Ovulation is a complicated process, involving several biological and chemical steps. Consequently, ovulation may be interrupted at several stages, and many different conditions and events can arrest ovulation.
The typical end of ovulation in humans is called menopause. Menopause occurs 12 months after a woman's last period--in the Western world, around age 45 to 55. This is the most common explanation for ovulation to stop completely. It is a natural and inevitable part of living a full life as a woman, not a disease.
If ovulation is arrested before menopause it is called anovulation. Women who consistently do not release a mature egg once per menstrual cycle are called anovulatory. This is usually the result of a treatable condition. A significant number of sexually mature women--between 6 and 15 percent--are anovulatory.
Causes of Anovulation
Anovulation can be caused by numerous conditions. Sudden weight loss, polycystic ovarian syndrome (PCOS) and problems with the thyroid, pituitary gland, or hypothalamus are the most typical causes of anovulation. Sudden weight loss--as when a woman is starving or anorexic--can in some cases cause the body to shut down ovulation. It is thought that this may be an evolved mechanism to protect both the health of the woman and the future of the species as a whole (better to save eggs for times of plenty; better to not run the risk of a starving woman becoming pregnant).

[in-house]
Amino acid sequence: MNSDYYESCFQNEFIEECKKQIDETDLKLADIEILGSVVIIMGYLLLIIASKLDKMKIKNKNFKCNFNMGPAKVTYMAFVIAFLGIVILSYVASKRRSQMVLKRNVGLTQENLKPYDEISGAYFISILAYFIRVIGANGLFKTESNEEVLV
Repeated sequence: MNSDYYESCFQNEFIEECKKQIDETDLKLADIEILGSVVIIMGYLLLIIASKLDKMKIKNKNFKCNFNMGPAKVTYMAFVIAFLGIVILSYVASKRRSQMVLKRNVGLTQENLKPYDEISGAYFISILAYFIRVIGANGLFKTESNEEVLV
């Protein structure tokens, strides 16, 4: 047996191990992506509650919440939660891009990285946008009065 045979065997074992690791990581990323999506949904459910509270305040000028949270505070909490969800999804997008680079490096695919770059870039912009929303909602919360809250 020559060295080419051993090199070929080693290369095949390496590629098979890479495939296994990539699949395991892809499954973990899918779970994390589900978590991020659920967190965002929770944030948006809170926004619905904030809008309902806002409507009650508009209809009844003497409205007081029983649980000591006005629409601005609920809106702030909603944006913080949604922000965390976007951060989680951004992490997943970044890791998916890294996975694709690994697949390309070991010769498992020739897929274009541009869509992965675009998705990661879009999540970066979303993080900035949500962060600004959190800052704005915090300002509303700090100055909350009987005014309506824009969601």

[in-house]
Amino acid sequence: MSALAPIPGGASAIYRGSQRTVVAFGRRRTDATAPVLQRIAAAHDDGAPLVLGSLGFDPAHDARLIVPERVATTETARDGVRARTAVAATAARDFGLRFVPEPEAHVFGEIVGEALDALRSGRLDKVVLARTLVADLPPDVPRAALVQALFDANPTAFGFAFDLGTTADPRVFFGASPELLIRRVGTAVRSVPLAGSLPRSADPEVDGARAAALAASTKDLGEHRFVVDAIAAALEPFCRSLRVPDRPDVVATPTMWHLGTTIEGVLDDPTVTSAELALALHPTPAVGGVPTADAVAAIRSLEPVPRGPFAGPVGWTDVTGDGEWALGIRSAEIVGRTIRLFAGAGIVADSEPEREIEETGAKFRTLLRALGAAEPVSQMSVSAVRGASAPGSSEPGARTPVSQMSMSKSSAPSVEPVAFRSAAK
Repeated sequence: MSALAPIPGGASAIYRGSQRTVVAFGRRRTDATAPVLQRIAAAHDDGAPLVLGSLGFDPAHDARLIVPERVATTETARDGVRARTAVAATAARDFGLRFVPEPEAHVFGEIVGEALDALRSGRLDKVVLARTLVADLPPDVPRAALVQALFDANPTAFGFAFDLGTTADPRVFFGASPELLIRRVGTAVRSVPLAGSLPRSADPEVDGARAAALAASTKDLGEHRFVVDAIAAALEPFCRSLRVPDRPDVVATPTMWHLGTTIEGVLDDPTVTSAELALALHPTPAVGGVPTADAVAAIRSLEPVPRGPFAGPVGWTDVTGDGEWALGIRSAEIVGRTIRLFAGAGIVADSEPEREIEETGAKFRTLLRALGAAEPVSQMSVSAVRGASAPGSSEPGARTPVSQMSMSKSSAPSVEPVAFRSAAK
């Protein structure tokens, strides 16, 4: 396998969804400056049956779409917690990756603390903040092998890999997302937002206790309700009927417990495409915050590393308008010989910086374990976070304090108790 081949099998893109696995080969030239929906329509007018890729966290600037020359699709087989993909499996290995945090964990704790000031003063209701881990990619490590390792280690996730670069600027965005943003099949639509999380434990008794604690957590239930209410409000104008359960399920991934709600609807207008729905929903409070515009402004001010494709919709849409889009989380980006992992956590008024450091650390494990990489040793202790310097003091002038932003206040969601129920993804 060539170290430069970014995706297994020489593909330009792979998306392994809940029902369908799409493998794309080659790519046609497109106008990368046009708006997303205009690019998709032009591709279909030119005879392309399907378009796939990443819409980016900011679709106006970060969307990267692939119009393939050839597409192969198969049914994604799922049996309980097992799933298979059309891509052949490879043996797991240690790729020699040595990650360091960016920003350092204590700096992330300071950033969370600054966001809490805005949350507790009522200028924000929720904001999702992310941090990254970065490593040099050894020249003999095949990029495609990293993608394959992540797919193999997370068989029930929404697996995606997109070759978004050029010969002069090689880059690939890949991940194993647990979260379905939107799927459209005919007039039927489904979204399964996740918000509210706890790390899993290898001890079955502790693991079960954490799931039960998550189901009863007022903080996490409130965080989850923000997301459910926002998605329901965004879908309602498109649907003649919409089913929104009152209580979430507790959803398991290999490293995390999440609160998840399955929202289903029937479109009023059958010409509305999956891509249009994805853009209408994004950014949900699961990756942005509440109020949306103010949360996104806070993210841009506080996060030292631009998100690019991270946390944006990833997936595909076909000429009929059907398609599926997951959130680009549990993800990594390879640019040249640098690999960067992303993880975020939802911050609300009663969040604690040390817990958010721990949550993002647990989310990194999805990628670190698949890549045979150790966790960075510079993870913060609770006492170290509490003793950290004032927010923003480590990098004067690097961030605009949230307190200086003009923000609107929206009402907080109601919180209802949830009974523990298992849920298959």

PCOS describes the appearance of numerous cystic bodies on the ovaries. These masses prevent the formation of the ovarian follicle and can lead to irregular periods and anovulation. Usually a hereditary condition, PCOS is responsible for up to 90 percent of anovulation cases.
The majority of non-PCOS anovulation is attributable to hormonal imbalance. A balance of hormones in the body is necessary for egg release and follicle formation, so significant hormonal disease can cause infertility. Typically this is the result of damage to the thyroid or pituitary glands. The thyroid produces hormones necessary for proper ovulation, while the pituitary gland controls the ovaries themselves. Another possibility is damage to or disease in the hypothalamus, which, in turn, controls the pituitary.
Less common causes of anovulation include obesity, hirsutism, drug use, and physical damage to the ovaries themselves (ovarian dystrophy).